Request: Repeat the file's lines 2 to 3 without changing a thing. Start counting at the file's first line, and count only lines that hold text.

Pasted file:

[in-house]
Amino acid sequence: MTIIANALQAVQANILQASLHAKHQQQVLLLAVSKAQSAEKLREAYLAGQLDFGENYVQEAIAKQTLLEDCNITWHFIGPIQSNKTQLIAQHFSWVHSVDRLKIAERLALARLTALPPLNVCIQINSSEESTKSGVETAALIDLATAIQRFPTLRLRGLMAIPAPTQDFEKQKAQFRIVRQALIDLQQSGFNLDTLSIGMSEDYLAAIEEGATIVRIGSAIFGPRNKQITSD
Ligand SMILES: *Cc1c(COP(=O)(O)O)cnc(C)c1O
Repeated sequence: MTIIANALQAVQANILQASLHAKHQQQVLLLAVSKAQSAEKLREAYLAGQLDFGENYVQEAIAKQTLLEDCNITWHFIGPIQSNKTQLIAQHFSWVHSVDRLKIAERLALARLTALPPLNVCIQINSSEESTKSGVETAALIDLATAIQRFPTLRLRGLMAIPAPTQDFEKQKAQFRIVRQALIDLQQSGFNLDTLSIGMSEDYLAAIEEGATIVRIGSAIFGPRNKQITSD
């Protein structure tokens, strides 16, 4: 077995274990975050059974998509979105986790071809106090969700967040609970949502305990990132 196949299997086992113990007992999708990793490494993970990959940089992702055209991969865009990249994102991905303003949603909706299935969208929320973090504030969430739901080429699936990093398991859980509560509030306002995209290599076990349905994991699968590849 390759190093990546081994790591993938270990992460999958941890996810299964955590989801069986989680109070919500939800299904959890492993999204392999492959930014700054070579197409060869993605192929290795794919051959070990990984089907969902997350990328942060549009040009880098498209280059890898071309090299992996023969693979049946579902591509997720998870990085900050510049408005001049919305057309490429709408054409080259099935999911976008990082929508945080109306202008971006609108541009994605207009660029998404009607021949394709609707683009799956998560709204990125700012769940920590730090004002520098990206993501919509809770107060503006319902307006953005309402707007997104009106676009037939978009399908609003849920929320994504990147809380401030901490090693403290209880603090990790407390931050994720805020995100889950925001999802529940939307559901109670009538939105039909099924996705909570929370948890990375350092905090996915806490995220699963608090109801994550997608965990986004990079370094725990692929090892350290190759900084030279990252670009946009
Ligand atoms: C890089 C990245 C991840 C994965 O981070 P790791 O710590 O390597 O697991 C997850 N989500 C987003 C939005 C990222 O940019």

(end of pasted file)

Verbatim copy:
Amino acid sequence: MTIIANALQAVQANILQASLHAKHQQQVLLLAVSKAQSAEKLREAYLAGQLDFGENYVQEAIAKQTLLEDCNITWHFIGPIQSNKTQLIAQHFSWVHSVDRLKIAERLALARLTALPPLNVCIQINSSEESTKSGVETAALIDLATAIQRFPTLRLRGLMAIPAPTQDFEKQKAQFRIVRQALIDLQQSGFNLDTLSIGMSEDYLAAIEEGATIVRIGSAIFGPRNKQITSD
Ligand SMILES: *Cc1c(COP(=O)(O)O)cnc(C)c1O